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National Growing for Wellbeing Week – 6th – 12th June

Posted by Zoe Stitt on May 30, 2022

A yellow watering can on a white background is in front of a white pot containing a grassy-looking plant. There is a small green spade leaning against the watering can. The words – National Growing For Wellbeing Week, 6th-12th June – can also be seen

The 6th – 12th June is National Growing for Wellbeing Week and we can't wait to get outside and reap the benefits of an afternoon spent in the garden!   

What is National Growing for Wellbeing Week?

National Growing for Wellbeing Week is an initiative set up by Life at No.27. The aim is to raise awareness and celebrate all the advantages that growing and nurturing your own plants and produce can bring.

The campaign helps to highlight the link between gardening and mental and physical health.

Who are Life at No.27?

Life at No.27 is a non-profit, therapeutic organisation, set up by founder Annabelle Padwick. Annabelle, who has an extensive resume of therapy qualifications, is also a keen gardener and as a child, spent many hours in the garden with her dad where her love of gardening blossomed (pun intended!).

Combining her passion for behavioural therapy and spending time in the garden, Annabellle founded Life at No.27 to champion the idea of gardening as an alternative therapy for both adults and young people living with mental and physical issues.

A close up of a trough containing some lettuces on a table top; the top half of a man can be seen behind the trough

What are the Benefits of Gardening?

Both the mental and physical benefits of gardening are extensive. You may be a novice in the garden, or a seasoned professional, but have you ever stopped to think of the joy and happiness that gardening can bring? Imagine seeing the cautious, green head of a tiny new shoot that you’ve been nurturing for weeks, finally peep out of the soil. Or you're sat in the sun, enjoying a vibrant, healthy salad filled with fresh ingredients that you have lovingly grown, nurtured and harvested in the oasis of your own back garden. Just imagine what joyful and happy experiences these and many other similar events are, or can be.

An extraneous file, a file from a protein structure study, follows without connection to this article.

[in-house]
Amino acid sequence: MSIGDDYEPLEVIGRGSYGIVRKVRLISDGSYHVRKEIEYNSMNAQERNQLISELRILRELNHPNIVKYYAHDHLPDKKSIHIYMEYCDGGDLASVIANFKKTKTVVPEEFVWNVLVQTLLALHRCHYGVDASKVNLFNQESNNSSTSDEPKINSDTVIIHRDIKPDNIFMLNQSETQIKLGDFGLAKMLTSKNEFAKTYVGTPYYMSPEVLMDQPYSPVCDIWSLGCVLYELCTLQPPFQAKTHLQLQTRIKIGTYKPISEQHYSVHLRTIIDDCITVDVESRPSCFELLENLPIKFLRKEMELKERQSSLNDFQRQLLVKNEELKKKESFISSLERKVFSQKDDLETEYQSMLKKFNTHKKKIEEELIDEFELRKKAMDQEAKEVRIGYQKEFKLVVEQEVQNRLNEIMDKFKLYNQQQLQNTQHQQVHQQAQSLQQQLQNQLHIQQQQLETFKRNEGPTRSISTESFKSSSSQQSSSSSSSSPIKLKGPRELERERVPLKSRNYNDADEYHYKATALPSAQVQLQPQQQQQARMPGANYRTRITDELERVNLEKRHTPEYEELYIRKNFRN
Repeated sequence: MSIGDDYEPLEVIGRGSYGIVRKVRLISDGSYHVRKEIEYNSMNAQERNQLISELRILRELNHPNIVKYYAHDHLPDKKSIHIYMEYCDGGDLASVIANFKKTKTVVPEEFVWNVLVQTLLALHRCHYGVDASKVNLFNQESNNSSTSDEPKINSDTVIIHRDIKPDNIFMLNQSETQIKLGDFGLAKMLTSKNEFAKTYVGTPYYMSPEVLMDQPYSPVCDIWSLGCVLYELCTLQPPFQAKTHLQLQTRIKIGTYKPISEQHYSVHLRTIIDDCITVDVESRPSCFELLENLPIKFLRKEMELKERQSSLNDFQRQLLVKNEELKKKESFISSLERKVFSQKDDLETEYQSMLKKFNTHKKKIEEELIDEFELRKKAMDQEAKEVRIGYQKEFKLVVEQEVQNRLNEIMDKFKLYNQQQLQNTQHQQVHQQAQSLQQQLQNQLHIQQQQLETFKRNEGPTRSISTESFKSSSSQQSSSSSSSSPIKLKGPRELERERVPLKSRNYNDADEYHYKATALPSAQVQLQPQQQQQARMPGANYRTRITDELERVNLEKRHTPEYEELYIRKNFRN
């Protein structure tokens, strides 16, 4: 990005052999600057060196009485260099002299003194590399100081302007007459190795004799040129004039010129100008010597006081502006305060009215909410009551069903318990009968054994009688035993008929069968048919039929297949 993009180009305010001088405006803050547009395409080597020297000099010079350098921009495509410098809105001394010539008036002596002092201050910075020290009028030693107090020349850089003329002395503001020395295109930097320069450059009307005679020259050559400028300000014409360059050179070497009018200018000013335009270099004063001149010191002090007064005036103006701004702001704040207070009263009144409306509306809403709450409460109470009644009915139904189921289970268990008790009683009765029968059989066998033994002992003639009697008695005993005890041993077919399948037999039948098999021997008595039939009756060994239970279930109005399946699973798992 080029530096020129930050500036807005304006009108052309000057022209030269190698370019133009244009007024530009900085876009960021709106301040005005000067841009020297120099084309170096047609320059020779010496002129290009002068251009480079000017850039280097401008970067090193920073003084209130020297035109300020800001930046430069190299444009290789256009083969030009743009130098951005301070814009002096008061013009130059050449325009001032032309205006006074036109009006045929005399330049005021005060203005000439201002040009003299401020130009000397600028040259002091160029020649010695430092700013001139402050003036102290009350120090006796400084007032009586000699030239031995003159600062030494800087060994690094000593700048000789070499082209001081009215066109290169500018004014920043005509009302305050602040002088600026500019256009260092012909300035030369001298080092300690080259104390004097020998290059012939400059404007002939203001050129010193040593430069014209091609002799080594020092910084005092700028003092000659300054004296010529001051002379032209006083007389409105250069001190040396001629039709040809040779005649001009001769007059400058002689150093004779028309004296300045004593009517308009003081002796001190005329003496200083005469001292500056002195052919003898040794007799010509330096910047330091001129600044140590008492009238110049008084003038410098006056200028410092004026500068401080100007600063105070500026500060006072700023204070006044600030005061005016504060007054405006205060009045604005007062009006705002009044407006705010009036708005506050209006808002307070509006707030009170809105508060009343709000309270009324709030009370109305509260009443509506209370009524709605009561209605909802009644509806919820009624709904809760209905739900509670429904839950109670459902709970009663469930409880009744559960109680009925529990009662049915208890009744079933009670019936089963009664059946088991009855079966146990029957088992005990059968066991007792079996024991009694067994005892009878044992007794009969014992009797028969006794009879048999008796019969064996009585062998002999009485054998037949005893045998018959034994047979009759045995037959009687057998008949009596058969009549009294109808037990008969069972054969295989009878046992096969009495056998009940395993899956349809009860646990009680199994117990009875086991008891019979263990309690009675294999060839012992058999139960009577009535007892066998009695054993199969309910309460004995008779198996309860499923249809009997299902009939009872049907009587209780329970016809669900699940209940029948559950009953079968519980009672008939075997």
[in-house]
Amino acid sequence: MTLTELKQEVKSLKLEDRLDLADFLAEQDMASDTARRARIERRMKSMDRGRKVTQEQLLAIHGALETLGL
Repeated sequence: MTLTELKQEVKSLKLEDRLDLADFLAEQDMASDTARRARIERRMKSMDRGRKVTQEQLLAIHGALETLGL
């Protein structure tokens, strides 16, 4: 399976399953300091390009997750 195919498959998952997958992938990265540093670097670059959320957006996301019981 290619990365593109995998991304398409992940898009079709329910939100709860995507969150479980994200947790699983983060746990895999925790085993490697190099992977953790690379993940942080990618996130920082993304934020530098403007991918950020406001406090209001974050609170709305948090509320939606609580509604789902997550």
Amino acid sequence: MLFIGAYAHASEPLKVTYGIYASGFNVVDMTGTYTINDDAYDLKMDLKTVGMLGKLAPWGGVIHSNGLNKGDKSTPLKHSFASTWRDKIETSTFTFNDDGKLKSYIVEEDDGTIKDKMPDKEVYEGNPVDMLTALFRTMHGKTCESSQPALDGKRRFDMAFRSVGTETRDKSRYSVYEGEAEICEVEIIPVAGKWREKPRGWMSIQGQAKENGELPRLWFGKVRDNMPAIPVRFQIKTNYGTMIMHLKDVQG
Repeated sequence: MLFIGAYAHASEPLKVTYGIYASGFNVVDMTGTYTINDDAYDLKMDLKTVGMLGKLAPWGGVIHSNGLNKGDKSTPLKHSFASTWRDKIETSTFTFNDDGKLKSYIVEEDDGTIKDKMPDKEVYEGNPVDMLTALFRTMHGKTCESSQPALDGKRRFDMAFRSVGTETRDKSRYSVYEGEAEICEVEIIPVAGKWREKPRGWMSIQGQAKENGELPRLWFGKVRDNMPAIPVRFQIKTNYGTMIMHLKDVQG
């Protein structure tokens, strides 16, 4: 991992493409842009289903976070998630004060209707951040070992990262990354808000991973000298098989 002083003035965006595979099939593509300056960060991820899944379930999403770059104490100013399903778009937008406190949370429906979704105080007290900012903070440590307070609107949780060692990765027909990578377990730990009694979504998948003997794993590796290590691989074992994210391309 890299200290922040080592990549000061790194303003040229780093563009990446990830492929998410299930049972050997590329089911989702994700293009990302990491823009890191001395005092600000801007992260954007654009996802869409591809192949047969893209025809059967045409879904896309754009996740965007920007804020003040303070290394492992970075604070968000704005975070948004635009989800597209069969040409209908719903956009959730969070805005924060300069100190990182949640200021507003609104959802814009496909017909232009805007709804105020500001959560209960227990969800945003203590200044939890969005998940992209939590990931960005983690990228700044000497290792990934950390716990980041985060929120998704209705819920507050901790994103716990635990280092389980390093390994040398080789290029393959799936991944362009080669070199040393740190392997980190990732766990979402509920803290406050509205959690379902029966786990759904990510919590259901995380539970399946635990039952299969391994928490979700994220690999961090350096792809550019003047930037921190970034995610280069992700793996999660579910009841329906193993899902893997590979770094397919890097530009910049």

Whatever your experiences with gardening and growing, one thing we can be sure of is that donning our garden gloves and getting out there makes us feel good!

Mental Health Benefits

Some artwork showing the head and neck of a woman – there are flowers coming out of the top of the woman’s head. A drawing of a man at the top of a ladder can be seen watering the flowers inside the woman’s head

We’ve previously explored the link between spending time outside and good mental health in our blog on – How To Garden With Mobility Aids (click here to read it), where we discussed the fact that there are several studies that support the idea that gardening can improve the mental health of adults, as well as benefiting children with low moods.

A reason that we feel our mood is lifted after being outdoors is due to something called – serotonin.

Serotonin is a ‘feel good hormone’ and is triggered when we are exposed to sunlight, as the brain releases it in into our bodies. This flood of hormones helps us feel calmer, more focused and generally improves our overall mood.

There is strong evidence highlighting that serotonin also helps to combat Seasonal Affective Disorder (SAD), a disorder that causes low mood at times during the year when daylight is less prevalent. Experts suggest that in order to help combat SAD, we should get between 2.5-10k lux a day.